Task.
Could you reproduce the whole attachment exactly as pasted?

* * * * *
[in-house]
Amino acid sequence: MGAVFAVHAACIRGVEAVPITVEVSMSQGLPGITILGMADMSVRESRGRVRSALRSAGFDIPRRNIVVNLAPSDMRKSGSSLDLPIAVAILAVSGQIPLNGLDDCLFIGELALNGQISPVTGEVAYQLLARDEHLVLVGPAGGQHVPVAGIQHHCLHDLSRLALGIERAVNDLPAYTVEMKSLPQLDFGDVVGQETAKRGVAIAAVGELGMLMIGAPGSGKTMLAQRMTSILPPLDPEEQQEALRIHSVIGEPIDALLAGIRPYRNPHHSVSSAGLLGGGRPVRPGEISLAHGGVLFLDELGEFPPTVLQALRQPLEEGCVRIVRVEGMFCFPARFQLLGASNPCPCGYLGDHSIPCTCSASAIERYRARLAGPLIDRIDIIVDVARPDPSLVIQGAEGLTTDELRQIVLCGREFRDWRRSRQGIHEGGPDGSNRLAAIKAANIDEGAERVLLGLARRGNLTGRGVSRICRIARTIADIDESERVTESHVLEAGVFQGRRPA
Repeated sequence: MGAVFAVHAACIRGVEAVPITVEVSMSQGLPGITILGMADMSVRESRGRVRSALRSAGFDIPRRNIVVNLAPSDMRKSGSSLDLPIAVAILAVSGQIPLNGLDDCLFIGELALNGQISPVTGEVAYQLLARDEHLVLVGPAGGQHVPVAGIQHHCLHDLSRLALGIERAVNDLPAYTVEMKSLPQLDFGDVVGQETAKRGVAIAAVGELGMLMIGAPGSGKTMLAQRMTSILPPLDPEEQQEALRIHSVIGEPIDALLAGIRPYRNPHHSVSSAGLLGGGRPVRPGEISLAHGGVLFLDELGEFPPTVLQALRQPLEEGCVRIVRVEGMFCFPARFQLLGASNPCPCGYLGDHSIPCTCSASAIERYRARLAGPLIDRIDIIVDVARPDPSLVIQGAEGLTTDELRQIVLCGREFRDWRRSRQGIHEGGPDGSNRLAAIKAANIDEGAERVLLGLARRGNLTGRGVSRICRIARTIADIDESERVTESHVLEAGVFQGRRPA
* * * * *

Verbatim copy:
[in-house]
Amino acid sequence: MGAVFAVHAACIRGVEAVPITVEVSMSQGLPGITILGMADMSVRESRGRVRSALRSAGFDIPRRNIVVNLAPSDMRKSGSSLDLPIAVAILAVSGQIPLNGLDDCLFIGELALNGQISPVTGEVAYQLLARDEHLVLVGPAGGQHVPVAGIQHHCLHDLSRLALGIERAVNDLPAYTVEMKSLPQLDFGDVVGQETAKRGVAIAAVGELGMLMIGAPGSGKTMLAQRMTSILPPLDPEEQQEALRIHSVIGEPIDALLAGIRPYRNPHHSVSSAGLLGGGRPVRPGEISLAHGGVLFLDELGEFPPTVLQALRQPLEEGCVRIVRVEGMFCFPARFQLLGASNPCPCGYLGDHSIPCTCSASAIERYRARLAGPLIDRIDIIVDVARPDPSLVIQGAEGLTTDELRQIVLCGREFRDWRRSRQGIHEGGPDGSNRLAAIKAANIDEGAERVLLGLARRGNLTGRGVSRICRIARTIADIDESERVTESHVLEAGVFQGRRPA
Repeated sequence: MGAVFAVHAACIRGVEAVPITVEVSMSQGLPGITILGMADMSVRESRGRVRSALRSAGFDIPRRNIVVNLAPSDMRKSGSSLDLPIAVAILAVSGQIPLNGLDDCLFIGELALNGQISPVTGEVAYQLLARDEHLVLVGPAGGQHVPVAGIQHHCLHDLSRLALGIERAVNDLPAYTVEMKSLPQLDFGDVVGQETAKRGVAIAAVGELGMLMIGAPGSGKTMLAQRMTSILPPLDPEEQQEALRIHSVIGEPIDALLAGIRPYRNPHHSVSSAGLLGGGRPVRPGEISLAHGGVLFLDELGEFPPTVLQALRQPLEEGCVRIVRVEGMFCFPARFQLLGASNPCPCGYLGDHSIPCTCSASAIERYRARLAGPLIDRIDIIVDVARPDPSLVIQGAEGLTTDELRQIVLCGREFRDWRRSRQGIHEGGPDGSNRLAAIKAANIDEGAERVLLGLARRGNLTGRGVSRICRIARTIADIDESERVTESHVLEAGVFQGRRPA